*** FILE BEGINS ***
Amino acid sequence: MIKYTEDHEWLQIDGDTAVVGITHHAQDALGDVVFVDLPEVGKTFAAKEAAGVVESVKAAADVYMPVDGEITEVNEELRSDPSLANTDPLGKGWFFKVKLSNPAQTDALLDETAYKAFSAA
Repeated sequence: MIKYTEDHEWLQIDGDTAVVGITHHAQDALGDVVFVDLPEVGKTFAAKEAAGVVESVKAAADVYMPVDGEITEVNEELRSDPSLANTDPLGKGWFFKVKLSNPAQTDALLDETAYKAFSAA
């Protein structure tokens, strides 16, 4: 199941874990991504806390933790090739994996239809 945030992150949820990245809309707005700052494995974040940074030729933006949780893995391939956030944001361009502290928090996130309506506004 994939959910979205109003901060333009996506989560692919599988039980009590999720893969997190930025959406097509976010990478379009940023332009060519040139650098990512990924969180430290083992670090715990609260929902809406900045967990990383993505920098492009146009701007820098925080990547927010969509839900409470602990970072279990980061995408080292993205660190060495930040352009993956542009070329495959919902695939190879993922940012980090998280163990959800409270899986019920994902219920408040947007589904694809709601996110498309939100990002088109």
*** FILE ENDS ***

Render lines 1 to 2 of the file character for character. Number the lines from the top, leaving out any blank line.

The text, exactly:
Amino acid sequence: MIKYTEDHEWLQIDGDTAVVGITHHAQDALGDVVFVDLPEVGKTFAAKEAAGVVESVKAAADVYMPVDGEITEVNEELRSDPSLANTDPLGKGWFFKVKLSNPAQTDALLDETAYKAFSAA
Repeated sequence: MIKYTEDHEWLQIDGDTAVVGITHHAQDALGDVVFVDLPEVGKTFAAKEAAGVVESVKAAADVYMPVDGEITEVNEELRSDPSLANTDPLGKGWFFKVKLSNPAQTDALLDETAYKAFSAA